Monday, October 5, 2009

Part I: Deflation or Inflation? Here is the Answer…

By Paul Mladjenovic
Copyright 2009. Paul Mladjenovic. All rights reserved.

The debate over deflation/inflation continues as some of our most astute economic observers take sides. It is interesting for me to see some great commentators take opposing positions on one of the most important topics of our time. Frankly, I think that both sides are missing part of the picture. The debate concentrates on the after shocks of inflation/deflation: prices.

“Prices” are the visible barometer that both sides of the debate gauge. The inflationists see (or warn about) “rising prices”. The deflationists see (or warn about) “falling prices”. There are very convincing cases by both sides.

In “real time” October 2009, the deflationists seem to have the upper hand. They point out that we have a “deflationary economic environment” due a variety of factors that are contributing to falling prices (such as deleveraging and unemployment). Inflationists see the current stage being set for future rising prices due to factors such as expanding money supply and a weakening dollar. What is the real deal?

First, let’s set the record straight on the terms…

Inflation: Is the condition where more money (such as a paper currency) is created by the issuing authority (the government’s central bank) and this growing supply of money is chasing a fixed basket of goods and services (and/or assets). Inflating the money supply (“monetary inflation”) is the problem and the symptom is usually rising prices (“price inflation”). Inflation is not the price of things going up…it is the price (or value) of money going down.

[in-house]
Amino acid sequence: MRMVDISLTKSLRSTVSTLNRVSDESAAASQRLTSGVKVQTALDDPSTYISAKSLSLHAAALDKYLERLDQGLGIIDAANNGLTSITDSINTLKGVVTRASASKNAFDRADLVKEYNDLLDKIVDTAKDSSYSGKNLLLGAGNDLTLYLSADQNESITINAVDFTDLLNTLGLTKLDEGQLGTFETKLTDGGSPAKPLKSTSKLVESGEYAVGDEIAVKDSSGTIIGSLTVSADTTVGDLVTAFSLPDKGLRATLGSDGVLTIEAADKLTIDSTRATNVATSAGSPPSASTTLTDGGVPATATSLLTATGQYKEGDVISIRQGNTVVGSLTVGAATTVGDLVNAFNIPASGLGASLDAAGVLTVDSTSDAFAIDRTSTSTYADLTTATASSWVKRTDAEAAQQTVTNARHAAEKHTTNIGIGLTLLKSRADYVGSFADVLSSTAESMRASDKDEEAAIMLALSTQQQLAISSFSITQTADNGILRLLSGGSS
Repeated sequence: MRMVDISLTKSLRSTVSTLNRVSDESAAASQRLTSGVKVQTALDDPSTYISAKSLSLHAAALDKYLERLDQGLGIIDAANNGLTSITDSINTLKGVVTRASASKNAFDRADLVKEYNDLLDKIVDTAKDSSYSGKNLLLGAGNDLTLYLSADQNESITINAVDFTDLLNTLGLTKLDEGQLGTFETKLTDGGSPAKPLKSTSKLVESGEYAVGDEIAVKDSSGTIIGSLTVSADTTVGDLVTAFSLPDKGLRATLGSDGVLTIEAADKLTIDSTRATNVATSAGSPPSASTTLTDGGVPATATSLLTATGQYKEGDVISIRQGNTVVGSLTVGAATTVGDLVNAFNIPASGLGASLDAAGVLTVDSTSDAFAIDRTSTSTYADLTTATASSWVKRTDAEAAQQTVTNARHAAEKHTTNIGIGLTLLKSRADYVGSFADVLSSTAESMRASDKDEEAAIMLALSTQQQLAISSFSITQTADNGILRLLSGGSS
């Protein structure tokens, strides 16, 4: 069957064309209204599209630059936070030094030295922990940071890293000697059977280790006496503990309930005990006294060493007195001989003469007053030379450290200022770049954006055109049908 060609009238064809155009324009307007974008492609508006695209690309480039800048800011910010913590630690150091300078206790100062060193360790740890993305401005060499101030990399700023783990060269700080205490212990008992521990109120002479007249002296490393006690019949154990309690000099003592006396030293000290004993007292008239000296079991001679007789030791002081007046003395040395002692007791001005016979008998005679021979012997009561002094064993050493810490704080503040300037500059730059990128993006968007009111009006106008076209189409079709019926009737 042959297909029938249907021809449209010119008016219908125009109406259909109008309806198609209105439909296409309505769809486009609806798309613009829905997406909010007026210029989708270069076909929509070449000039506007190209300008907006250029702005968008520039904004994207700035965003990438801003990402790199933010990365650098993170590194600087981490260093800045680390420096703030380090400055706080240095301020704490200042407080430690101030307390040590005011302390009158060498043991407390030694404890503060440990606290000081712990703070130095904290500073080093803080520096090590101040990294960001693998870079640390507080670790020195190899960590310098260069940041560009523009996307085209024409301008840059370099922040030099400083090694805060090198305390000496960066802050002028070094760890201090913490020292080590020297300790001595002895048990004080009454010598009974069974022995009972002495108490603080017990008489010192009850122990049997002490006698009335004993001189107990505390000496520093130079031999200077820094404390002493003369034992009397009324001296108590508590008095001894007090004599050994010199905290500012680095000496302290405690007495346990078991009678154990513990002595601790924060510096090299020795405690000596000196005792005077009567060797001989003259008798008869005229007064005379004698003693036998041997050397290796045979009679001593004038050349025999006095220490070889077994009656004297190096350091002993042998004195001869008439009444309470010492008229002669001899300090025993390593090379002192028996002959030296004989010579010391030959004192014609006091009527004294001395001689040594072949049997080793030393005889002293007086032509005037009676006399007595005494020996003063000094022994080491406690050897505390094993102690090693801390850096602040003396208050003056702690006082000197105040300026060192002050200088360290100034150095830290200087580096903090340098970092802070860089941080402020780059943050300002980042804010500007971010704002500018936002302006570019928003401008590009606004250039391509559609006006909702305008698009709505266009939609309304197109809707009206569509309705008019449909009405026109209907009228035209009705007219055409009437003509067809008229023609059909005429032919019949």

Deflation: Generally the opposite…The money supply is stable or shrinking relative to the supply of stuff we
buy and subsequently there is less money chasing goods and services. In this case, the “value” of money usually increases.

Therefore, for prices to rise there needs to be more (and growing) money supplied to the market relative to what is being bought. Two things need to happen for prices to rise from an inflationary perspective:

1. More money needs to be created.
2. This money needs to “chase” what is being purchased (Think “circulation” or “velocity”).

This is a crucial point. Prices won’t go up just because the money supply expands; the money has to be actively “chasing” those goods or services (or assets) for the prices to see upward movement. For prices to go up (“price inflation”), you need monetary inflation (increasing the money supply) and velocity (the money is chasing goods, services and/or assets).

In recent years, the money supply has indeed expanded dramatically…but…relatively little “chasing” has been going on. If the Federal Reserve instantly created $10 trillion dollars and gave it to you, that is definitely monetary inflation but…if you merely put it in your sock drawer and hoard it, then it would not circulate (chase stuff) and therefore you wouldn’t see “price inflation”.

This is where part of the confusion and controversy is. Inflationists point out that money supply is growing dramatically and they are correct. Deflationists point to falling prices in many areas of the economy and they are also correct. Here is what we should be aware of…

1. THE MONEY SUPPLY (primarily enacted by government)
2. DEMAND AND SUPPLY (primarily enacted by the marketplace)

Understanding the money supply (its growth or shrinkage) coupled with understanding “demand and supply” will give you a better picture of the economy. This, in turn, will make you a better analyst, money manager or investor. More on this in Part II.

How about gold and silver? How do precious metals figure in this inflation/deflation debate? The bottom line is that precious metals should be considered in a balanced, diversified wealth-building strategy regardless of which side of the debate is proven correct. Paper currencies can be produced at will but precious metals can not. Therefore, any investor or money manager interested in diversification and safety should consider precious metals (more about this in Part II).